Smaller retailers get bigger

The retail sector in Australia is about to change and it can only be good for shoppers, small retailers and suppliers, said retail expert Phil Bonanno, from insights consultancy The Leading Edge.

It must be said that up till now the trend in retail shopping has been one stop shopping. The decision being taken as to which shop to visit by the biggest amount of goods needed.

The decision by the Federal Government to make it easier for foreign retail giants such as Costco and Wal-Mart to operate in Australia is just "the tip of the iceberg", he said.

He said major supermarkets should be especially concerned about the future noted a trend where customers are abandoning them and heading for specialist shops or discount outlets such as Aldi.

"I've seen this in numerous occasions in the retail world. For example, with the Home Depot shops in the US, I've seen smaller operators open down the road to provide a quicker shop for people who don't have the time or interest in going through a huge outlet. In other words it could cost a premium for the convenience of being able just to walk straight in and straight out again.
"The shopper may just need nails and doesn't want to go into a warehouse for them. Or they want someone to talk to them."

Mr Bonanno said that lately there had been a growth in specialist retail outlets and this will grow bigger.

"This is noticeable in fruit and vegetables, and meat.

"People will go to the supermarket for staples but then go to specialty shops for the other things.

"The big operators are aware of this and reacting to it, such as the recent refurbishments in Woolworths as it tries to win customers back.

"It's the same thing in health and beauty care.

"Chemists are doing a good job in creating destinations. If you want to buy beauty products, you want to buy them in a beautiful place."

He said there was also now a trend for people to shop at different places for different occasions, and this was presenting greater opportunities for small businesses.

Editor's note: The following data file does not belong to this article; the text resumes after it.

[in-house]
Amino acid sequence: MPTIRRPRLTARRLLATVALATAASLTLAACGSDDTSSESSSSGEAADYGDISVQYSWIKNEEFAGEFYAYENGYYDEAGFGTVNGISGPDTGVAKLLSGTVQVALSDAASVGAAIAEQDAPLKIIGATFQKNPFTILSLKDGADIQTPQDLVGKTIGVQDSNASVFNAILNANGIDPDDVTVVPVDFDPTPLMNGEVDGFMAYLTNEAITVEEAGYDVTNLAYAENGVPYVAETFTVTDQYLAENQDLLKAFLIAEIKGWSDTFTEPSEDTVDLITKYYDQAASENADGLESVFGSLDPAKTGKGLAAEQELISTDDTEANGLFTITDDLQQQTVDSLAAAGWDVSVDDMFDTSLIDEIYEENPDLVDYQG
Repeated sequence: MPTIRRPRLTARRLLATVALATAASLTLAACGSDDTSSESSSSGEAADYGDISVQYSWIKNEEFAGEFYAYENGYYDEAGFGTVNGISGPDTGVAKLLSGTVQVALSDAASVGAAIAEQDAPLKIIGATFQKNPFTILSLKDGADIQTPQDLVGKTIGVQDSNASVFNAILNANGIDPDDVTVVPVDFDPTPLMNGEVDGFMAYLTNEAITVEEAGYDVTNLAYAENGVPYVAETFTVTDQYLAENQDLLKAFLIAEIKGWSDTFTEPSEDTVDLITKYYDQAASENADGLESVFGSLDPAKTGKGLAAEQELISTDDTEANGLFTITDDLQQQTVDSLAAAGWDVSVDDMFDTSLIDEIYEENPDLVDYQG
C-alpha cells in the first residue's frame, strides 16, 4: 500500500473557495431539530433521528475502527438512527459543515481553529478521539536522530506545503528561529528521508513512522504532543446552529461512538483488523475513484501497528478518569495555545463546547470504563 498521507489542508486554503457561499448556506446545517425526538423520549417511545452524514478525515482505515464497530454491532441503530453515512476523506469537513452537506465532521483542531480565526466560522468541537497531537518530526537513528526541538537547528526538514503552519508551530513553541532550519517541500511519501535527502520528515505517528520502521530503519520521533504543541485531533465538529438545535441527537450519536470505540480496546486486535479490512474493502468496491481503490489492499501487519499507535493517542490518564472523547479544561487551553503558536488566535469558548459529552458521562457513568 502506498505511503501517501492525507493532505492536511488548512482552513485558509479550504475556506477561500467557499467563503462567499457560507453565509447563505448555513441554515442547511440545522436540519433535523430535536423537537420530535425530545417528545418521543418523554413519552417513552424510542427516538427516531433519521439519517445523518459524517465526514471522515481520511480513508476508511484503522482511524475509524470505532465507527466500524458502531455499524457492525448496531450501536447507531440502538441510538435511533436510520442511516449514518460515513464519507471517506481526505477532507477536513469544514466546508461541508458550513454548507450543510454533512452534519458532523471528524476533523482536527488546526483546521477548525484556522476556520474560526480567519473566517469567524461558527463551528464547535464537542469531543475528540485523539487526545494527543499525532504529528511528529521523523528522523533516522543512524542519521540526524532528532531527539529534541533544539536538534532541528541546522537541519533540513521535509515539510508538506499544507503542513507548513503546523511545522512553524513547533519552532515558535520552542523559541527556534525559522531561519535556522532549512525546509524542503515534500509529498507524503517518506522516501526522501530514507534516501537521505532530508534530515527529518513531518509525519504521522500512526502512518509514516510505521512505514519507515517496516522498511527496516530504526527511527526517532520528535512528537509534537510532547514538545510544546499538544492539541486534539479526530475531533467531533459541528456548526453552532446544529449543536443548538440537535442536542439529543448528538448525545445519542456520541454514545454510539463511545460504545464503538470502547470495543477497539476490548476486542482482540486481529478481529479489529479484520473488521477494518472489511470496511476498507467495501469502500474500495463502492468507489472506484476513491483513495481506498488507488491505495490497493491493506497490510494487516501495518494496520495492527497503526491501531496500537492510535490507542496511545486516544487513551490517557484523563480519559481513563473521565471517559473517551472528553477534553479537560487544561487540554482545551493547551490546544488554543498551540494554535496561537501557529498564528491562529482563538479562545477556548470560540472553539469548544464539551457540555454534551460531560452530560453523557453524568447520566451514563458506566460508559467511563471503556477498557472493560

"Those who will benefit have a flexible supply chain and realise the importance of the quality of packaging.

"They will recognise the need to differentiate not only their competitors but also their customers."

Mr Bonanno believes that in the next five years sales growth will fragment because of the introduction of new retailers and as existing players such as Coles and Woolworths respond to the challenge.

"Over the next three to five years, the Australian landscape will become broader.

"Woolworths and Coles and the other big players are hardly asleep at the wheel. The whole sector will become more competitive."

He said the test to Australia now was if there was an economic slowdown.

"Consumers will most probably demand greater value and the retailers that are sharpest here will be best placed to reap the rewards.

"We will probably also see a greater divide between the haves and have-nots, largely along credit/debit and income lines.

"Australian retailers should start investing seriously in their core assets and be working tirelessly to know their core shoppers better.

"They need to be engaging customers at their desired positioning and be very strategic as to when they do it.

"I would also recommend against being a generalist, instead focusing on being the best and clearest in very specific areas.

"They also need to differentiate beyond price.

"Innovation that actually changes a customer's purchasing behaviour should also be implemented on a few key opportunities.

"Extreme clarity of offer, at the shelf, wins the day."

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Published on June 6-th, 2008 in Insurance
Damon Rasheed is the CEO of Rate Detective, an Australian financial service comparison sites specialising in Life Insurance, Income Protection Insurance and home loans. Damon holds a Master's Degree in Economics from the University of Melbourne and has been involved in many start-up internet businesses.

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